Over the last several years, Congress has led the push for increasingly tough sanctions against Iran, and could approve even tougher measures that would drive Tehran away from any potential deal with the U.S. and other powers.
Israeli Prime Minister Benjamin Netanyahu also remains staunchly opposed. He argues that letting any centrifuges spin in Iran will allow scientists there to sharpen their mastery of nuclear science and edge toward bomb-making capability.
Israeli officials have talked of attacking Iranian's nuclear facilities before they are so advanced and hidden so deeply underground that they are invulnerable to bombs.
But Defense Minister Ehud Barak, in an interview last month with the Jerusalem Post, outlined goals that would allow Iran to retain some low-enriched uranium for nonmilitary purposes. He did not call for an end to all enrichment.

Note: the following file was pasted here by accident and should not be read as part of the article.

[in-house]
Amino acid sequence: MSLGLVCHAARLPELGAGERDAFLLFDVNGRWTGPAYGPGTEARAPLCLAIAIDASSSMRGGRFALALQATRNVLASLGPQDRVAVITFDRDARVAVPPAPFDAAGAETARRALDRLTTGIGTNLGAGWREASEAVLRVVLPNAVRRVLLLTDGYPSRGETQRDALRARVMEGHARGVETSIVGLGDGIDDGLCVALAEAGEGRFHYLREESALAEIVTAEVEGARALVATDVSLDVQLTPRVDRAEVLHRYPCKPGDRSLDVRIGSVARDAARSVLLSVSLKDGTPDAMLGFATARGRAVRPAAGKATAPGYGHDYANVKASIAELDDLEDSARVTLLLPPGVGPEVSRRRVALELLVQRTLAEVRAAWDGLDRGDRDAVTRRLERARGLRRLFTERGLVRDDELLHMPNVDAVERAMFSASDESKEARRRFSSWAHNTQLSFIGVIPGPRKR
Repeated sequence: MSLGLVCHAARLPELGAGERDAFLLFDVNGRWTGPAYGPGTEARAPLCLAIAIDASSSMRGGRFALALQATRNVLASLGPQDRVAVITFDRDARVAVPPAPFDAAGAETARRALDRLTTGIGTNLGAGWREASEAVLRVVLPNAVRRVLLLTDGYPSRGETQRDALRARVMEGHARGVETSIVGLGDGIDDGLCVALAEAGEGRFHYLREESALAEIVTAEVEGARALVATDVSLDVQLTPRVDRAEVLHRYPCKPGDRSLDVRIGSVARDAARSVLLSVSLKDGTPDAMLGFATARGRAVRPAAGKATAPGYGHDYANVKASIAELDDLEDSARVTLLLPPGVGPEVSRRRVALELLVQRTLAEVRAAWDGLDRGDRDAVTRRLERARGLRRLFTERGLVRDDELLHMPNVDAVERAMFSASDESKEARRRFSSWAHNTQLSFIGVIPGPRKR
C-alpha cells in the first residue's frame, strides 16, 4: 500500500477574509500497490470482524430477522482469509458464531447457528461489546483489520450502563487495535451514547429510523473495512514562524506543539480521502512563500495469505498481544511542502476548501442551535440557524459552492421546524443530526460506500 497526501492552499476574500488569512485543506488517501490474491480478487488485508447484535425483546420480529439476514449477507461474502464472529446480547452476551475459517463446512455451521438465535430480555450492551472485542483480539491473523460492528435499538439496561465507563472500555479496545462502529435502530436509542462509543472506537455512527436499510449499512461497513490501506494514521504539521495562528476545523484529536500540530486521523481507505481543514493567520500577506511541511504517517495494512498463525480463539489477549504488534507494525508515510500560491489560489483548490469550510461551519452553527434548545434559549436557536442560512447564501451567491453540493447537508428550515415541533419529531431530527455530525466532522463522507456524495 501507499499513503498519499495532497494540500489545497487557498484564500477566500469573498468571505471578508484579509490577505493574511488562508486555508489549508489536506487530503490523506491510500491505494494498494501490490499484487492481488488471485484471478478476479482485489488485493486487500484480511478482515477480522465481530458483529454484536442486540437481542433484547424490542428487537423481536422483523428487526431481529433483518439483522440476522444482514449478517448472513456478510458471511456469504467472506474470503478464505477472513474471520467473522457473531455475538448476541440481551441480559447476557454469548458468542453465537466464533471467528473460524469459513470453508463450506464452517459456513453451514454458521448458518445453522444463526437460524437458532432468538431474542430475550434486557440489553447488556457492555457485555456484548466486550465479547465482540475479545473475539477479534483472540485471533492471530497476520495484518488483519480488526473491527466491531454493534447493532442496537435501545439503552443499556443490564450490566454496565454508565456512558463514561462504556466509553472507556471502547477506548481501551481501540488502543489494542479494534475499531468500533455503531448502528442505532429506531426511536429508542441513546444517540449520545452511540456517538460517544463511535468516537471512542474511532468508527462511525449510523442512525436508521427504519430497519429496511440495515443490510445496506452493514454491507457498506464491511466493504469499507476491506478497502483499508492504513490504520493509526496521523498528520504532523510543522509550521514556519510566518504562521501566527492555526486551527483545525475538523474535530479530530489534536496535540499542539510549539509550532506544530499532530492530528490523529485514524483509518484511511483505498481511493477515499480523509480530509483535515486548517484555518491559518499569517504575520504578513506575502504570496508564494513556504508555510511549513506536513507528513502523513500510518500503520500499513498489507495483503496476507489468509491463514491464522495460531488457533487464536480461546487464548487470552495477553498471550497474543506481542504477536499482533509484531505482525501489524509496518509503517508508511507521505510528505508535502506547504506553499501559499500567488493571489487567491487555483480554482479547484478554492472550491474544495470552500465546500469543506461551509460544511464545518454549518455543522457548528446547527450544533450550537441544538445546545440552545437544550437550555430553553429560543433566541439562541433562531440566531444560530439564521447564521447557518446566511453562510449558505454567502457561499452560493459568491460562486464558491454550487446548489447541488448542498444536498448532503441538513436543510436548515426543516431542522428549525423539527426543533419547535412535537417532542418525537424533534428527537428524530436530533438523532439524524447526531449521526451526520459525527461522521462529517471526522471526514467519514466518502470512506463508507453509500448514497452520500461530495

"There have been many signals lately that the red line has shifted and they're no longer pushing for full suspension," said Michael Singh, who served as President George W. Bush's top Iran advisor and who strongly opposes allowing Iran to enrich any uranium.
George Perkovich, a nonproliferation specialist at the Carnegie Endowment for International Peace, said he was among the U.S. hawks who believed until recently that "you have to hold the line on enrichment by Iran."
Now, he said, "that view has been overtaken by events." Iran has enriched more uranium, public support for the program is widespread, and the prospects of giving up all enrichment "has become a nationalist taboo in Iran."